Speaking at the RCA about Creative Data


In January of 2013 I was invited to speak at the Royal College of Art to the first year students on the IDE Platform. I have worked with Clare Brass as a visiting tutor for the IDE platform in previous years, so I understand quite a bit of what their ‘Innovation, Design, Engineering’ course is about. I spoke as part of the department’s Inspire Lecture series, where practitioners come in to speak about their recent work.

I spoke to the students about The Butterfly Effect Project – a project about the future of The Norfolk Broads in collaboration with the University of East Anglia, The Broads Authority and Anglian Water. This was the pilot project for the Creative Data initiative I started in order to bring designers and scientists together to communicate social and environmental issues to the public.

Redesigning the future with The Great Recovery


In October 2012 I started working with the co-directors of design at the RSA , Sophie Thomas and Nat Hunter, on The Great Recovery project as a design observer. This involved documenting workshops and visits to material recovery centres around the UK.

These events brought designers, manufacturers and policy makers together to explore issues, investigate innovation gaps and incubate new partnerships in the circular economy. It has been a fascinating experience all round, where we’ve learned so much about the materials economy and the systems design involved in recycling.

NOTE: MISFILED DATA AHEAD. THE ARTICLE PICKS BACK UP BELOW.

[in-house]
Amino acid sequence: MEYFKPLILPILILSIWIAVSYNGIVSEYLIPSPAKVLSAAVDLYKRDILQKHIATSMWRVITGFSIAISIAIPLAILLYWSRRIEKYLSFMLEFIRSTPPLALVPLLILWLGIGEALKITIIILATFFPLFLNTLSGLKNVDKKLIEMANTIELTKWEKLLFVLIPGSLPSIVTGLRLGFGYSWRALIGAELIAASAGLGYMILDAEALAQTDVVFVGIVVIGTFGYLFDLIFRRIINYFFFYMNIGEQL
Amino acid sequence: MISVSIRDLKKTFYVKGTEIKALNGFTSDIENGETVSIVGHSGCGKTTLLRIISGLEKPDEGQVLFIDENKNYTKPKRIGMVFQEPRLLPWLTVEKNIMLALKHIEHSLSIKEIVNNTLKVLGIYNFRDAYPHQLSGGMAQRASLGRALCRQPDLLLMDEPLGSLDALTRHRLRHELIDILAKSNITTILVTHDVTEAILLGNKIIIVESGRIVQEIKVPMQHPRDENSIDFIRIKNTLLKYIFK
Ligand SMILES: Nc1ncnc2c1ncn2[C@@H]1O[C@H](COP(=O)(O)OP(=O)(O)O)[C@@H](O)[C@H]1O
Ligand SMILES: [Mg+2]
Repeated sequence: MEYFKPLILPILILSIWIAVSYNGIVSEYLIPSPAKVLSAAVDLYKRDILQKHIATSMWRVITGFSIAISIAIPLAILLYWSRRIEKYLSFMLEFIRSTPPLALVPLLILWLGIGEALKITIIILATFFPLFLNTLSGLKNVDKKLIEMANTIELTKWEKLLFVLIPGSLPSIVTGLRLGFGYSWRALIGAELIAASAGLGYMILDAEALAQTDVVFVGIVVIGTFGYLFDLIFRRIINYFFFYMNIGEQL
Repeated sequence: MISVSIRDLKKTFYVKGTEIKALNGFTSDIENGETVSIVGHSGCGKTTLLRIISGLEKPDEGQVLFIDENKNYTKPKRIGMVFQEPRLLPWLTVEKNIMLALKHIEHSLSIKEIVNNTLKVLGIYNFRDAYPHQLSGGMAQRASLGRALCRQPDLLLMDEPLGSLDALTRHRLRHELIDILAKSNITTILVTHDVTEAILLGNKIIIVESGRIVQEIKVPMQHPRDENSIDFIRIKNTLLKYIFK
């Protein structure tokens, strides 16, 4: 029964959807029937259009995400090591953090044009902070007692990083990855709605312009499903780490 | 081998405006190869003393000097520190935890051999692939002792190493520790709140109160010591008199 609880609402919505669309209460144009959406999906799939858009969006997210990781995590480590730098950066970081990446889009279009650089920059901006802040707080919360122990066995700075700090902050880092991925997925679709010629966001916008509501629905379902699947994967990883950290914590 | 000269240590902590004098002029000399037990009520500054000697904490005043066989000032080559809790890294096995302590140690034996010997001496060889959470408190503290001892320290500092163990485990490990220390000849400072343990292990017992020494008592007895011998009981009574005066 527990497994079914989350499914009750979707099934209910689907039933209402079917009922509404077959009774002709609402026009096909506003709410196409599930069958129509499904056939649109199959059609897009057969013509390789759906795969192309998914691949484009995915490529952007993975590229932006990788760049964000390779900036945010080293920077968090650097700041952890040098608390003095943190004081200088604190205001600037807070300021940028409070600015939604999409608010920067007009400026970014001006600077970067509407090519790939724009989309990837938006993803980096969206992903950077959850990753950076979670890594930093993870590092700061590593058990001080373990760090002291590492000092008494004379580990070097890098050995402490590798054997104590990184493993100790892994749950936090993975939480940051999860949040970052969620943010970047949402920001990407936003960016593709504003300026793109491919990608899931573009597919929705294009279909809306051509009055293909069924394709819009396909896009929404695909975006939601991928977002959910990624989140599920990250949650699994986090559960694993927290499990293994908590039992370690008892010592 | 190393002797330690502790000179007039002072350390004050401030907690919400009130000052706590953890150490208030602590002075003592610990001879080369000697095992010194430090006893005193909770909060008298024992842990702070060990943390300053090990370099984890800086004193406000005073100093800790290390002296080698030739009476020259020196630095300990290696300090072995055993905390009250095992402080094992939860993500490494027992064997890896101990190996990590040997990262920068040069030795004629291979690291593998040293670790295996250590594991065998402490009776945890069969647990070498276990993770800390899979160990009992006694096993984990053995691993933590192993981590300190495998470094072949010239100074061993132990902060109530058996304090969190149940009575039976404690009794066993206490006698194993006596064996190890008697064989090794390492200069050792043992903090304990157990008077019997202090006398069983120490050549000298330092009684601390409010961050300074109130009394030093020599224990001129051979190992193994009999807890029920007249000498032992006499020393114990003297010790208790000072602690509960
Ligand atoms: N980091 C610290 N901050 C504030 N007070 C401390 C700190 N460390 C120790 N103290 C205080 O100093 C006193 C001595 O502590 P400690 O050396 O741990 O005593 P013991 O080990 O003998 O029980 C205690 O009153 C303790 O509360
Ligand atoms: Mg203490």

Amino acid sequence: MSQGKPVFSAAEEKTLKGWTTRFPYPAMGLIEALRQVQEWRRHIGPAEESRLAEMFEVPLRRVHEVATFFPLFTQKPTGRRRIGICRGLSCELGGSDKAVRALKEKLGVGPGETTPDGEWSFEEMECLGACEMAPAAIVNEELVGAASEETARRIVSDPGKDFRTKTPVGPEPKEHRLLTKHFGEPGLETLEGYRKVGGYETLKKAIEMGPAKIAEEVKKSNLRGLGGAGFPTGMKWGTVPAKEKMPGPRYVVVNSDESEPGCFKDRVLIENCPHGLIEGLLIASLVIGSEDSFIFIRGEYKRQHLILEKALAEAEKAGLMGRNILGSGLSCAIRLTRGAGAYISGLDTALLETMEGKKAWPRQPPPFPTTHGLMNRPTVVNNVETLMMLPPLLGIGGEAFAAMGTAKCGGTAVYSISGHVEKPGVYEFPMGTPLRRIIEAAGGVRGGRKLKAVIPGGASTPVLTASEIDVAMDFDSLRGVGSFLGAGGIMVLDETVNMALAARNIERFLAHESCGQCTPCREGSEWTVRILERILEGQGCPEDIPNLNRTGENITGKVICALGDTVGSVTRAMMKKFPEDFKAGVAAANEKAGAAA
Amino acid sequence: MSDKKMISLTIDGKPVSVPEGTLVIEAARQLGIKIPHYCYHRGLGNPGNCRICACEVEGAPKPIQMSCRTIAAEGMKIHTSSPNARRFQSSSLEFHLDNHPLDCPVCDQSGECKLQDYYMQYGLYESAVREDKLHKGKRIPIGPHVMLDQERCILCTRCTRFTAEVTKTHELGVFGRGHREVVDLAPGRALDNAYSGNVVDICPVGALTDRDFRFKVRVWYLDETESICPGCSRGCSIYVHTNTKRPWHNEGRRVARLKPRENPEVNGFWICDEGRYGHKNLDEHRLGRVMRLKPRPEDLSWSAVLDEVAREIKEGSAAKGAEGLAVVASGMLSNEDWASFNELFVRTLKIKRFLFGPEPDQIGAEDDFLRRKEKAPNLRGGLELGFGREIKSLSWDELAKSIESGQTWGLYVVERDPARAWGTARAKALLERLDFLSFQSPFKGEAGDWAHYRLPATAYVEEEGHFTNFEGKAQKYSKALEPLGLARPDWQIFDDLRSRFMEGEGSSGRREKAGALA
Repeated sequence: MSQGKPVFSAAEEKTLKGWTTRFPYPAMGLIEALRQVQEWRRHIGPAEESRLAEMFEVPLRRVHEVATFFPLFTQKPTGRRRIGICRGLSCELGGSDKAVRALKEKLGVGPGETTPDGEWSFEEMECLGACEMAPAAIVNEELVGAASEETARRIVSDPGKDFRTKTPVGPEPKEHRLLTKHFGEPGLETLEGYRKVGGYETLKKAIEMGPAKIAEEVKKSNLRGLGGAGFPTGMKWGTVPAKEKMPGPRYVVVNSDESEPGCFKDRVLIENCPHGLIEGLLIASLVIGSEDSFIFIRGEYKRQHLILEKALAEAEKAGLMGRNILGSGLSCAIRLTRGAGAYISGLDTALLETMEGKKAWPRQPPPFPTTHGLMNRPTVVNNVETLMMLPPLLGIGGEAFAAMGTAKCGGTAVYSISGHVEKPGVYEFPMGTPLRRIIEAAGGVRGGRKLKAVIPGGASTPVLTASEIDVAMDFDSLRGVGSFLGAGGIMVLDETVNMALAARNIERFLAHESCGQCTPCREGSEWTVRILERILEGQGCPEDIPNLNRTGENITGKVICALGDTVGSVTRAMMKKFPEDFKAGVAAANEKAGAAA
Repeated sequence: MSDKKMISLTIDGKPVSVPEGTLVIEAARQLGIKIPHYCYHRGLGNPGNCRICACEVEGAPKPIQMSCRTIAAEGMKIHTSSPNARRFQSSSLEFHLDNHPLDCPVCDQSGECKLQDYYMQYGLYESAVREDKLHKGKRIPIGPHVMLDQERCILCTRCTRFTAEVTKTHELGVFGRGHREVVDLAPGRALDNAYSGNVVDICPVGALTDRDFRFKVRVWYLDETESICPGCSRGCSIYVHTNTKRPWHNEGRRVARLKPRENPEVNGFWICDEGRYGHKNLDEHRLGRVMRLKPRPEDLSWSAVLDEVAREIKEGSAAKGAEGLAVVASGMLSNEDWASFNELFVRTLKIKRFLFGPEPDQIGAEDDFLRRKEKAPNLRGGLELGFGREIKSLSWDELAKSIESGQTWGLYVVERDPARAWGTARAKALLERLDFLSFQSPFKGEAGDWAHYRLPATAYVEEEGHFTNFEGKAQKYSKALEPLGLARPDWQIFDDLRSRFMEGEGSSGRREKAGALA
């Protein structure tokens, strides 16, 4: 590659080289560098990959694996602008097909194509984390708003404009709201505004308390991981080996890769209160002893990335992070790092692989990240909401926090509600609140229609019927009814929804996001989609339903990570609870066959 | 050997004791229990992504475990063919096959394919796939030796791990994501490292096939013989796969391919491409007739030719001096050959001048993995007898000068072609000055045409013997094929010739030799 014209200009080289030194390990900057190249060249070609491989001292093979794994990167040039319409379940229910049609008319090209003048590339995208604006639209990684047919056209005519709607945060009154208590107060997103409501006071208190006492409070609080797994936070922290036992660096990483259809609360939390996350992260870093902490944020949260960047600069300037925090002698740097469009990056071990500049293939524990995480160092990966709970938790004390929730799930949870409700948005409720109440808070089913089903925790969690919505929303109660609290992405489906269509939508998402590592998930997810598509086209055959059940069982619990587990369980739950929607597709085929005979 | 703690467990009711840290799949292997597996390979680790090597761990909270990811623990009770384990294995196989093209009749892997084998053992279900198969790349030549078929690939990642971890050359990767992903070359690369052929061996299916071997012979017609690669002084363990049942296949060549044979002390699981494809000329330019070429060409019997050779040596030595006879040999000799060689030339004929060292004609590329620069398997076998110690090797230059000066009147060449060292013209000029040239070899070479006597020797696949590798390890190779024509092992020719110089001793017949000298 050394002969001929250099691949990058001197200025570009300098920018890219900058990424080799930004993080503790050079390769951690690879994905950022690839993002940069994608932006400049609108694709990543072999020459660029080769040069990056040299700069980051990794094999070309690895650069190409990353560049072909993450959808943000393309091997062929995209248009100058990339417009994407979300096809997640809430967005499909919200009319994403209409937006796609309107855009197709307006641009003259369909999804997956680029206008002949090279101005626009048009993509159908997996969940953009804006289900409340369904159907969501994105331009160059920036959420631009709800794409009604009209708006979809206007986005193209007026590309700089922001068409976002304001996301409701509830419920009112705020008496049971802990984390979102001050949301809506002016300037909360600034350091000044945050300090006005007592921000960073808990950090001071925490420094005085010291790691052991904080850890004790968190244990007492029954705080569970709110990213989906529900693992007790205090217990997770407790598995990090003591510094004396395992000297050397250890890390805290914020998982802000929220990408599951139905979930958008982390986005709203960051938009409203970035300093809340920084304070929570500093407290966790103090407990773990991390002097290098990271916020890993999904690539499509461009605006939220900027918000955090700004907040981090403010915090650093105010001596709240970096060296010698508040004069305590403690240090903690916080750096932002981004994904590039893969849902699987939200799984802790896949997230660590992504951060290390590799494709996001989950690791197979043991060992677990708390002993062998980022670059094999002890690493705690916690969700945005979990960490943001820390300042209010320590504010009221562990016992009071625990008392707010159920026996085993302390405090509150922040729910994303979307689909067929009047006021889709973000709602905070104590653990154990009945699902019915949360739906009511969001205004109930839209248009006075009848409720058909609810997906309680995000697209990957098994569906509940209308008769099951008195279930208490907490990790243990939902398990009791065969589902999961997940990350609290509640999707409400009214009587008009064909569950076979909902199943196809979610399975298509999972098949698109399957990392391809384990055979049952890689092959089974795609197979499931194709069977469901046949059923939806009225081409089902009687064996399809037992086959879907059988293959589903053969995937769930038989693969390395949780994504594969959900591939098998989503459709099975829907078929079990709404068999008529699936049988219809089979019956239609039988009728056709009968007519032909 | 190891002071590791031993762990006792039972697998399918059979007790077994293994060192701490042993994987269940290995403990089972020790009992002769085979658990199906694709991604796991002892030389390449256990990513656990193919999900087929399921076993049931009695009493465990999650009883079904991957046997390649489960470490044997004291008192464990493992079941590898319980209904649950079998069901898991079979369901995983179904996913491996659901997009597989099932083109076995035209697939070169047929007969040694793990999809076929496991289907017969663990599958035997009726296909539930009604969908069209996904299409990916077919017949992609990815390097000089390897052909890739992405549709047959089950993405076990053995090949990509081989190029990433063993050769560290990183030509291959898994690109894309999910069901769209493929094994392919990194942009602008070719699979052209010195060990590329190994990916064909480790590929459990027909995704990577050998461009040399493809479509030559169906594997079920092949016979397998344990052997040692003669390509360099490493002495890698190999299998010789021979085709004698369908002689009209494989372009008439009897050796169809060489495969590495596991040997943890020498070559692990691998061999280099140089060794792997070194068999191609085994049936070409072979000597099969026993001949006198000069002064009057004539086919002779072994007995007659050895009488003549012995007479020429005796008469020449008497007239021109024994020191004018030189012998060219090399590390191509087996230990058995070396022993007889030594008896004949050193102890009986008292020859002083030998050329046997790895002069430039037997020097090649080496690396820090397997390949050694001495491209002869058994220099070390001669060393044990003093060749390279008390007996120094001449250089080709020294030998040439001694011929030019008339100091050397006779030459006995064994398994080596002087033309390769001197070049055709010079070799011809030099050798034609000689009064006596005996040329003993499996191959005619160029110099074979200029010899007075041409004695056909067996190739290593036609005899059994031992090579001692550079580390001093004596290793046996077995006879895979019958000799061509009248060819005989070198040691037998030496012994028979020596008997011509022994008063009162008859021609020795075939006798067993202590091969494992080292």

We visited some incredible places, a tin mine in Cornwall, a plastic bottle recycling factory, an e-waste facility, and even the Caterpillar Remanufacturing plant in Shrewesbury where we watched engines being repurposed to the quality of brand new engines.

My role involved building up a body of documentary content for the project using photography, process observation and participant interviews. I was then to distill this content into the Great Recovery report, working in collaboration with Sophie Thomas.

Founding the Hive Mind Collective


In October 2012 I opened the Hive Mind Collective in Westbourne Studios in West London. For a long time I had wanted to create a shared studio space with other creatives and suddenly I had the chance.

After working a home for some years (too isolating) and then in co-working spaces in central London for several more years (too distracting) I was looking for the right balance between good company, and opportunities for collaboration, and a peaceful space where I could concentrate on my work and not always have to be moving around every day.